Middle School assistant director Ms. Dariol Haydock has deep roots at SMUS. Her dad, Alan Rees, was the school’s athletic director and her two siblings, Gareth and Jane, were students at the school.
Dariol, the eldest of the Rees kids, was born in London, England and moved to Canada with her family when she was a toddler. They lived in residence at Brentwood College for a few years while Alan taught at the school before settling in Victoria. Dariol graduated from Oak Bay High and spent a year in Argentina before heading to the University of Victoria to study French and Spanish. After earning her degree, she decided to pursue teaching and completed her Bachelor of Education at the University of British Columbia. Her first teaching job took her to California for a couple of years before she went back to Vancouver to teach at Collingwood School.
In 1992 she took a year away from teaching to work at the Seville Expo. That’s where she met her husband, Rob, also a Canadian working at the Spanish expo. Dariol returned to UBC to earn her masters degree in Educational Administration and moved to Toronto to be with Rob. They lived and worked in Toronto, Vancouver, Brussels and Vancouver (again) before settling in Victoria.
Dariol joined the SMUS staff in September 2001 as a Middle School French teacher. She has been assistant director there since 2003.
Dariol and Rob have two kids, Bryn and Georgia, who are both at the SMUS Senior School.
Let’s get to know Ms. Haydock better:
What was your favourite subject in school?
Math because I was good at it and I loved that it was easy for me.
What was your first job?
I peeled potatoes at Willows Galley Fish and Chips on Estevan when I was 13. I worked up the ranks there for a couple years. Next I became a wrapper. We had to do a speed-wrapping test before we could move up, so they sent us home with newspaper and we’d use pairs of socks to practice folding and wrapping. Eventually I was moved up to chip fryer there.
What do you do on a day off?
I love to go to the beach and go for walks with my dog, Salva. I also love to bake and cook.
Where do you most want to travel but have never been?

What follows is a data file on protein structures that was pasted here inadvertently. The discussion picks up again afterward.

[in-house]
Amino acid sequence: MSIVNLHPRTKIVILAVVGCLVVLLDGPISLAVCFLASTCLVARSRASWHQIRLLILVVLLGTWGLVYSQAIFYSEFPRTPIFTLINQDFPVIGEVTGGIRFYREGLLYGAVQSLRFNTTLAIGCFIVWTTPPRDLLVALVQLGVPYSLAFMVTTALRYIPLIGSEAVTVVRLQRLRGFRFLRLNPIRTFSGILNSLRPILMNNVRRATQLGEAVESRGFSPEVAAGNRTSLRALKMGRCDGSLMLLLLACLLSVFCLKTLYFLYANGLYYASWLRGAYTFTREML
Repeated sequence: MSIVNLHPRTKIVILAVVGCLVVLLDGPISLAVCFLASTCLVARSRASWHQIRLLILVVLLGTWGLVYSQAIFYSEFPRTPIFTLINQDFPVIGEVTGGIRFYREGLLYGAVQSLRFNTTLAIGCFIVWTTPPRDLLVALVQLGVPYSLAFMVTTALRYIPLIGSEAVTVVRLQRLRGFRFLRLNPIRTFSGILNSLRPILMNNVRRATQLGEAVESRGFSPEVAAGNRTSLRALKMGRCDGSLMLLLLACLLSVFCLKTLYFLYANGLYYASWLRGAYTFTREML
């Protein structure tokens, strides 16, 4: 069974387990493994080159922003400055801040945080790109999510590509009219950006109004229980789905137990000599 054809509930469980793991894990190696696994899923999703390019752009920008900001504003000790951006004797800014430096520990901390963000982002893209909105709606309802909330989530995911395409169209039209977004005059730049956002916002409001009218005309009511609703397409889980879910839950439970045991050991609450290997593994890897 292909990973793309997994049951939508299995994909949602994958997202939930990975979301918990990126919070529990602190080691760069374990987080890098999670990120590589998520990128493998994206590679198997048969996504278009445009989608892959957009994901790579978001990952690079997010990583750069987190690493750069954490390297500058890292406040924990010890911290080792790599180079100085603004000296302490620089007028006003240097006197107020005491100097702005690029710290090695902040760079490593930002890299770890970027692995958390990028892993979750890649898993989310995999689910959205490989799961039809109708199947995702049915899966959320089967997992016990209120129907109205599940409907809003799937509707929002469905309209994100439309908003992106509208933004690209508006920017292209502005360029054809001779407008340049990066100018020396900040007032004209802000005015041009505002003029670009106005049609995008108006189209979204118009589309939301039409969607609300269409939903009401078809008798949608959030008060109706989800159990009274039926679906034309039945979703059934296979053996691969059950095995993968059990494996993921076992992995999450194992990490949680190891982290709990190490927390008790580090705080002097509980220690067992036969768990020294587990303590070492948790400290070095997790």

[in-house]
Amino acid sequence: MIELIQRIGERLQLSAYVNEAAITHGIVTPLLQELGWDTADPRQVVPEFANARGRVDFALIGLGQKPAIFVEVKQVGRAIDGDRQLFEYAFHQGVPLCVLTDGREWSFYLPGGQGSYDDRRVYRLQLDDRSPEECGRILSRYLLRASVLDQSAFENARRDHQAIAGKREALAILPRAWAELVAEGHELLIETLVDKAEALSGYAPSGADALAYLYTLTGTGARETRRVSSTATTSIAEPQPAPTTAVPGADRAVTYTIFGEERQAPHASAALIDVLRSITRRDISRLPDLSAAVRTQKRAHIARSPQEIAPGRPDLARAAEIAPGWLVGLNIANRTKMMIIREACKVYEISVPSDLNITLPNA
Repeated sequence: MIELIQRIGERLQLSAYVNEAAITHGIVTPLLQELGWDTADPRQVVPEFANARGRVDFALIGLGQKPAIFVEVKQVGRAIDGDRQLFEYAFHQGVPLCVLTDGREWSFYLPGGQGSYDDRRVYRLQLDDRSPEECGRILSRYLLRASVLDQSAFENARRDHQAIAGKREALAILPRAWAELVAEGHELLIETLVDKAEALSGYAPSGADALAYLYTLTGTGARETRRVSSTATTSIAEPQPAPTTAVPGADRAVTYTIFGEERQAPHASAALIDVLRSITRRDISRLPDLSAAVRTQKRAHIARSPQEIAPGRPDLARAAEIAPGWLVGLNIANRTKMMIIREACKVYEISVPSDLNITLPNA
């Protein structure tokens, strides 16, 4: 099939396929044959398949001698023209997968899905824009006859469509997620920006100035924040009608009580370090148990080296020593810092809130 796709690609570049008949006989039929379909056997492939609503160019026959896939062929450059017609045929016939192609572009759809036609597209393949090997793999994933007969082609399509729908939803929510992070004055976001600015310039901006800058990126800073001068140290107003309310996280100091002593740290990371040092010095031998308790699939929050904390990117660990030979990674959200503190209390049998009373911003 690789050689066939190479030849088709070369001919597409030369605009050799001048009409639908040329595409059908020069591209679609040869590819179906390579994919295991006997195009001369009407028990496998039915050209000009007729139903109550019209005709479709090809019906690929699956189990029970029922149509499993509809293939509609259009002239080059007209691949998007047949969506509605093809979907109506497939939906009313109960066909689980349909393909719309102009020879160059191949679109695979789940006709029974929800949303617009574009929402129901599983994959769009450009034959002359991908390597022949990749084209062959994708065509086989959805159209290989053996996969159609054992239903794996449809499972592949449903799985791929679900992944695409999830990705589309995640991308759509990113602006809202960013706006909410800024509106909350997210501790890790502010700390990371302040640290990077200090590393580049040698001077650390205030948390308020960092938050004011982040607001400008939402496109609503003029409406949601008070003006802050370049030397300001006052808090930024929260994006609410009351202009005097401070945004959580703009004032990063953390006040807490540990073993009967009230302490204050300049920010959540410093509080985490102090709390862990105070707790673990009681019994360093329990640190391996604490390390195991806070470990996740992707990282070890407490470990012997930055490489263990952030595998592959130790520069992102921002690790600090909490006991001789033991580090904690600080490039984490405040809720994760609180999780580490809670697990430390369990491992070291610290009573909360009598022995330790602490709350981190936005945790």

I really want to drive to Tierra del Fuego from either the tip of Central America or the northern part of South America, and drive through countries like Bolivia and Peru. I want to have time to just stop and be in a Spanish country and explore.
What is one goal you want to achieve in your lifetime?
I’d like to walk from one coast of England to the other. I think that comes from the fact that my parents are Brits, but also because I love tea and all things pub-life. I like rambling; the idea of walking and going into a cozy place and then walking again appeals to me.
What did you do after high school?
I went on exchange to Argentina for over a year with the Rotary Club, which was wicked. I stayed with a couple of different host families, went to school and learned Spanish.
Why did you want to be a teacher?
It keeps you young and it keeps you learning. I love being around kids, but also being around other people who want to be around kids is as important. I thrive on their energy and how being with them causes you to keep thinking about things in different ways.
What did you want to be when you were a teenager?
An interpreter. In high school I went on exchanges to Quebec and on one of those trips we went down to New York and visited the U.N. I remember being taken into a room where all the interpreters were in a big circle with their headphones on and there was something very attractive about it.